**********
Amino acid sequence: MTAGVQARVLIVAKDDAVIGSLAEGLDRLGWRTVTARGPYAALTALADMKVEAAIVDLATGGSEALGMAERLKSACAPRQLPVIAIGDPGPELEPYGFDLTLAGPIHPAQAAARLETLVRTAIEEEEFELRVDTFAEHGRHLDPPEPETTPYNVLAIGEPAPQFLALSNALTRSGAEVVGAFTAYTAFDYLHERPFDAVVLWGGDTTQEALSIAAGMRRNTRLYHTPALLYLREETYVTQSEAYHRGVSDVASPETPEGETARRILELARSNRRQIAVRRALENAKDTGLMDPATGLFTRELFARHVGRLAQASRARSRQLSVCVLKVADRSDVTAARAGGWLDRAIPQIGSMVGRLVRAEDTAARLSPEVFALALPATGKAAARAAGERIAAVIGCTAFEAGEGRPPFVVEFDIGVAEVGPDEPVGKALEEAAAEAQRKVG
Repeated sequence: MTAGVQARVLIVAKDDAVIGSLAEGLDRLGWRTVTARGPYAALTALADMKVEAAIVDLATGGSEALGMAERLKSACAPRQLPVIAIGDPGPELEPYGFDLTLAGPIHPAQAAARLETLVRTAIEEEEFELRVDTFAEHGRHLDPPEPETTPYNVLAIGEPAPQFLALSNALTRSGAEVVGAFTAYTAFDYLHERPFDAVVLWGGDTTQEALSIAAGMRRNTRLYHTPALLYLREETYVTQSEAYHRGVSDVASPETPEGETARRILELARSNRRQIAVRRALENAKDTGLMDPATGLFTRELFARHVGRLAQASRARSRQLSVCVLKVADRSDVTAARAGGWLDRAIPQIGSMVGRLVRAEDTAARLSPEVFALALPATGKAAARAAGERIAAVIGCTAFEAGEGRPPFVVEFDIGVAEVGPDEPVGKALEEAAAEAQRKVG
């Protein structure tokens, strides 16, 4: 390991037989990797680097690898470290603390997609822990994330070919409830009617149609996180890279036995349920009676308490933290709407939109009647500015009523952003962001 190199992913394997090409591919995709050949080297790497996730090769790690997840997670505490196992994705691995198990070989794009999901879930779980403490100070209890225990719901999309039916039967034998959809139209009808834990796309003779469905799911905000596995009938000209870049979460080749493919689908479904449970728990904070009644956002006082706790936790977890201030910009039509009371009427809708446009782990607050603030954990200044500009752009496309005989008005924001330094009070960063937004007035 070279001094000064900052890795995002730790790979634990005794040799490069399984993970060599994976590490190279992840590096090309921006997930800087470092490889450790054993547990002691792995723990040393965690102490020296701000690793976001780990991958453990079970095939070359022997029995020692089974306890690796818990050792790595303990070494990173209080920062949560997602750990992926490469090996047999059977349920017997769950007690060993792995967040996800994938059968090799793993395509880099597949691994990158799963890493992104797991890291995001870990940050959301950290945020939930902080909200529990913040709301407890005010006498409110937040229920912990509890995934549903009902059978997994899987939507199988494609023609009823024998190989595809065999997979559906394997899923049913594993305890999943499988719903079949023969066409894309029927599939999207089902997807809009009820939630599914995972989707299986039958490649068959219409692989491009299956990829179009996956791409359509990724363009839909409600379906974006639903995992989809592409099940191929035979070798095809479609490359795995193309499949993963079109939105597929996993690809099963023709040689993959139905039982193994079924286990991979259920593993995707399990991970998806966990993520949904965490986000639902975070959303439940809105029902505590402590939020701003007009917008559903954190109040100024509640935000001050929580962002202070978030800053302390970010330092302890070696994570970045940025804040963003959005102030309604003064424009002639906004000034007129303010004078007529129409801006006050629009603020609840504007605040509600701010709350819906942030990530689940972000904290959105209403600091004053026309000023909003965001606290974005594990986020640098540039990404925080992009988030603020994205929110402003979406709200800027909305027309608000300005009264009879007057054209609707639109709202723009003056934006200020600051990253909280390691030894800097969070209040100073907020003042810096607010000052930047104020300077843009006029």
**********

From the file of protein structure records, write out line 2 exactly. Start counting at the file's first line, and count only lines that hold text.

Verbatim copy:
Repeated sequence: MTAGVQARVLIVAKDDAVIGSLAEGLDRLGWRTVTARGPYAALTALADMKVEAAIVDLATGGSEALGMAERLKSACAPRQLPVIAIGDPGPELEPYGFDLTLAGPIHPAQAAARLETLVRTAIEEEEFELRVDTFAEHGRHLDPPEPETTPYNVLAIGEPAPQFLALSNALTRSGAEVVGAFTAYTAFDYLHERPFDAVVLWGGDTTQEALSIAAGMRRNTRLYHTPALLYLREETYVTQSEAYHRGVSDVASPETPEGETARRILELARSNRRQIAVRRALENAKDTGLMDPATGLFTRELFARHVGRLAQASRARSRQLSVCVLKVADRSDVTAARAGGWLDRAIPQIGSMVGRLVRAEDTAARLSPEVFALALPATGKAAARAAGERIAAVIGCTAFEAGEGRPPFVVEFDIGVAEVGPDEPVGKALEEAAAEAQRKVG